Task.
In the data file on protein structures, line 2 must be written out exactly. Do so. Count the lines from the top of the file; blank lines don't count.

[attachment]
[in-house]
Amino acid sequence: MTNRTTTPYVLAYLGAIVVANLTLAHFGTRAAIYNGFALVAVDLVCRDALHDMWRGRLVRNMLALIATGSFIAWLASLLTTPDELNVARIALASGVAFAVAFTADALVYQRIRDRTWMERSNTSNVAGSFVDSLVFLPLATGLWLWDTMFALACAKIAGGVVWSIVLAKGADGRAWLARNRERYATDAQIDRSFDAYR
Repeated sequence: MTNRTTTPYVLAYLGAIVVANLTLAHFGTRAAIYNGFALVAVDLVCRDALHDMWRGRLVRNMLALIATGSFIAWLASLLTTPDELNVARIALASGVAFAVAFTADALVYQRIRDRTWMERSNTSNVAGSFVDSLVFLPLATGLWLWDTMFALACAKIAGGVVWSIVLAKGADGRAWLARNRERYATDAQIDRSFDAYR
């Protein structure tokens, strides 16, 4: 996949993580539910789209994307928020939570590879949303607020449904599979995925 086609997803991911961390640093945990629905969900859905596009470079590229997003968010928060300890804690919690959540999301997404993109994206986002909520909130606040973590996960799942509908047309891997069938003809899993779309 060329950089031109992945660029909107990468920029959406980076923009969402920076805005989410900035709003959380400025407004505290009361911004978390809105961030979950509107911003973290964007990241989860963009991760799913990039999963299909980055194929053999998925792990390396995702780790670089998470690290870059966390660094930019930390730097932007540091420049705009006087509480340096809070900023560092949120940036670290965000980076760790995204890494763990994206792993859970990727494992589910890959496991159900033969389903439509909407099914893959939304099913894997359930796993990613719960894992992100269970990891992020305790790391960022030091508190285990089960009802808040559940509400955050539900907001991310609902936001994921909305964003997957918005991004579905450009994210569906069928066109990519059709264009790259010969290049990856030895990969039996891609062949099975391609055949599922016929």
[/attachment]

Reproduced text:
Amino acid sequence: MTNRTTTPYVLAYLGAIVVANLTLAHFGTRAAIYNGFALVAVDLVCRDALHDMWRGRLVRNMLALIATGSFIAWLASLLTTPDELNVARIALASGVAFAVAFTADALVYQRIRDRTWMERSNTSNVAGSFVDSLVFLPLATGLWLWDTMFALACAKIAGGVVWSIVLAKGADGRAWLARNRERYATDAQIDRSFDAYR